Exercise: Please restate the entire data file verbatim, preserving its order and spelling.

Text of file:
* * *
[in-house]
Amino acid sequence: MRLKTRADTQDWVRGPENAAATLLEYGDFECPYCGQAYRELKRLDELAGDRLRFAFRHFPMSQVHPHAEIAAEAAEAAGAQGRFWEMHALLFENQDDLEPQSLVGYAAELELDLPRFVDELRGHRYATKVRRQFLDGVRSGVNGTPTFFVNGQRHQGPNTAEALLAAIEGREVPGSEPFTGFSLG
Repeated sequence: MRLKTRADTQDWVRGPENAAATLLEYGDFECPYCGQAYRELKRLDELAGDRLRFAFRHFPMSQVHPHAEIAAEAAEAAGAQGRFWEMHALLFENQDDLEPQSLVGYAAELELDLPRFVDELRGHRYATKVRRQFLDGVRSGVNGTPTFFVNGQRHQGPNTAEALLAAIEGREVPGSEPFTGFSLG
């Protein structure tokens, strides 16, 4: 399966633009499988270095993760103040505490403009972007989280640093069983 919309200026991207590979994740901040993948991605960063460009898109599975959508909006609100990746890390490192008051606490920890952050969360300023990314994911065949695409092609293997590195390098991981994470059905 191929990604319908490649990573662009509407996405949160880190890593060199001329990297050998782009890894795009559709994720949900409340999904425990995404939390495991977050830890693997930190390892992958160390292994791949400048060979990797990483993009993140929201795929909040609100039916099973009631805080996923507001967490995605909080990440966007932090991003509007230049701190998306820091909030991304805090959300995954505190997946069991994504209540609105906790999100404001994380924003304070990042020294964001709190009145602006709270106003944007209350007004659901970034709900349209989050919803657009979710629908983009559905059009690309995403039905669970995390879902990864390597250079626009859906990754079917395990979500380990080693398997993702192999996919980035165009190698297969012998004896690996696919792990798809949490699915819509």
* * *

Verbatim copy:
[in-house]
Amino acid sequence: MRLKTRADTQDWVRGPENAAATLLEYGDFECPYCGQAYRELKRLDELAGDRLRFAFRHFPMSQVHPHAEIAAEAAEAAGAQGRFWEMHALLFENQDDLEPQSLVGYAAELELDLPRFVDELRGHRYATKVRRQFLDGVRSGVNGTPTFFVNGQRHQGPNTAEALLAAIEGREVPGSEPFTGFSLG
Repeated sequence: MRLKTRADTQDWVRGPENAAATLLEYGDFECPYCGQAYRELKRLDELAGDRLRFAFRHFPMSQVHPHAEIAAEAAEAAGAQGRFWEMHALLFENQDDLEPQSLVGYAAELELDLPRFVDELRGHRYATKVRRQFLDGVRSGVNGTPTFFVNGQRHQGPNTAEALLAAIEGREVPGSEPFTGFSLG
């Protein structure tokens, strides 16, 4: 399966633009499988270095993760103040505490403009972007989280640093069983 919309200026991207590979994740901040993948991605960063460009898109599975959508909006609100990746890390490192008051606490920890952050969360300023990314994911065949695409092609293997590195390098991981994470059905 191929990604319908490649990573662009509407996405949160880190890593060199001329990297050998782009890894795009559709994720949900409340999904425990995404939390495991977050830890693997930190390892992958160390292994791949400048060979990797990483993009993140929201795929909040609100039916099973009631805080996923507001967490995605909080990440966007932090991003509007230049701190998306820091909030991304805090959300995954505190997946069991994504209540609105906790999100404001994380924003304070990042020294964001709190009145602006709270106003944007209350007004659901970034709900349209989050919803657009979710629908983009559905059009690309995403039905669970995390879902990864390597250079626009859906990754079917395990979500380990080693398997993702192999996919980035165009190698297969012998004896690996696919792990798809949490699915819509």